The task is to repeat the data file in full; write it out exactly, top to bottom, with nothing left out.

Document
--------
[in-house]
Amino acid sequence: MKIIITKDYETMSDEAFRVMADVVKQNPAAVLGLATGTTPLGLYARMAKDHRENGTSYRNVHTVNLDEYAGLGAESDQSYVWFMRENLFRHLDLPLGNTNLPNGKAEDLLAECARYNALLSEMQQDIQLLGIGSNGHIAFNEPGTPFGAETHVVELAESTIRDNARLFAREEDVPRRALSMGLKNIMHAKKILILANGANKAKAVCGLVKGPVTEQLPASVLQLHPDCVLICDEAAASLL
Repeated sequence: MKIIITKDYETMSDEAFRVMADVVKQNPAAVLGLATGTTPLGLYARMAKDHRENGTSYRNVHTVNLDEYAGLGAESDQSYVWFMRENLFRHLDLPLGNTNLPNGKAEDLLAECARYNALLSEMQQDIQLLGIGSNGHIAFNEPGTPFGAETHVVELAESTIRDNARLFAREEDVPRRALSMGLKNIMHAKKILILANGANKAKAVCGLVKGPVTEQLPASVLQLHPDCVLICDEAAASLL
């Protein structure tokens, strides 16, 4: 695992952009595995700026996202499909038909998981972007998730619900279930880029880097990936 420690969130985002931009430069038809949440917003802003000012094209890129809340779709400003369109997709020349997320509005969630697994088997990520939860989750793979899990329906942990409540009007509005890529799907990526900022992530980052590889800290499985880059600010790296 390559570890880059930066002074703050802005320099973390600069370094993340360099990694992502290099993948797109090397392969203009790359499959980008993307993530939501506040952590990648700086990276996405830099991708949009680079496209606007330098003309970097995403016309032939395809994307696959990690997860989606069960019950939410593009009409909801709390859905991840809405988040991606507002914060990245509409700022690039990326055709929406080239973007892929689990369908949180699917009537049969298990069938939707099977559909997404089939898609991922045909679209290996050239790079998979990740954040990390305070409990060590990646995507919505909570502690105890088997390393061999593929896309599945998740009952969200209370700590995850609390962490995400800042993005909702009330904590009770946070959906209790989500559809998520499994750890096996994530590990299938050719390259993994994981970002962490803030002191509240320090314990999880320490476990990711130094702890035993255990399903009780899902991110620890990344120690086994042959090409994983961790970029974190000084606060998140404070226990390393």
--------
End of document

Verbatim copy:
[in-house]
Amino acid sequence: MKIIITKDYETMSDEAFRVMADVVKQNPAAVLGLATGTTPLGLYARMAKDHRENGTSYRNVHTVNLDEYAGLGAESDQSYVWFMRENLFRHLDLPLGNTNLPNGKAEDLLAECARYNALLSEMQQDIQLLGIGSNGHIAFNEPGTPFGAETHVVELAESTIRDNARLFAREEDVPRRALSMGLKNIMHAKKILILANGANKAKAVCGLVKGPVTEQLPASVLQLHPDCVLICDEAAASLL
Repeated sequence: MKIIITKDYETMSDEAFRVMADVVKQNPAAVLGLATGTTPLGLYARMAKDHRENGTSYRNVHTVNLDEYAGLGAESDQSYVWFMRENLFRHLDLPLGNTNLPNGKAEDLLAECARYNALLSEMQQDIQLLGIGSNGHIAFNEPGTPFGAETHVVELAESTIRDNARLFAREEDVPRRALSMGLKNIMHAKKILILANGANKAKAVCGLVKGPVTEQLPASVLQLHPDCVLICDEAAASLL
């Protein structure tokens, strides 16, 4: 695992952009595995700026996202499909038909998981972007998730619900279930880029880097990936 420690969130985002931009430069038809949440917003802003000012094209890129809340779709400003369109997709020349997320509005969630697994088997990520939860989750793979899990329906942990409540009007509005890529799907990526900022992530980052590889800290499985880059600010790296 390559570890880059930066002074703050802005320099973390600069370094993340360099990694992502290099993948797109090397392969203009790359499959980008993307993530939501506040952590990648700086990276996405830099991708949009680079496209606007330098003309970097995403016309032939395809994307696959990690997860989606069960019950939410593009009409909801709390859905991840809405988040991606507002914060990245509409700022690039990326055709929406080239973007892929689990369908949180699917009537049969298990069938939707099977559909997404089939898609991922045909679209290996050239790079998979990740954040990390305070409990060590990646995507919505909570502690105890088997390393061999593929896309599945998740009952969200209370700590995850609390962490995400800042993005909702009330904590009770946070959906209790989500559809998520499994750890096996994530590990299938050719390259993994994981970002962490803030002191509240320090314990999880320490476990990711130094702890035993255990399903009780899902991110620890990344120690086994042959090409994983961790970029974190000084606060998140404070226990390393």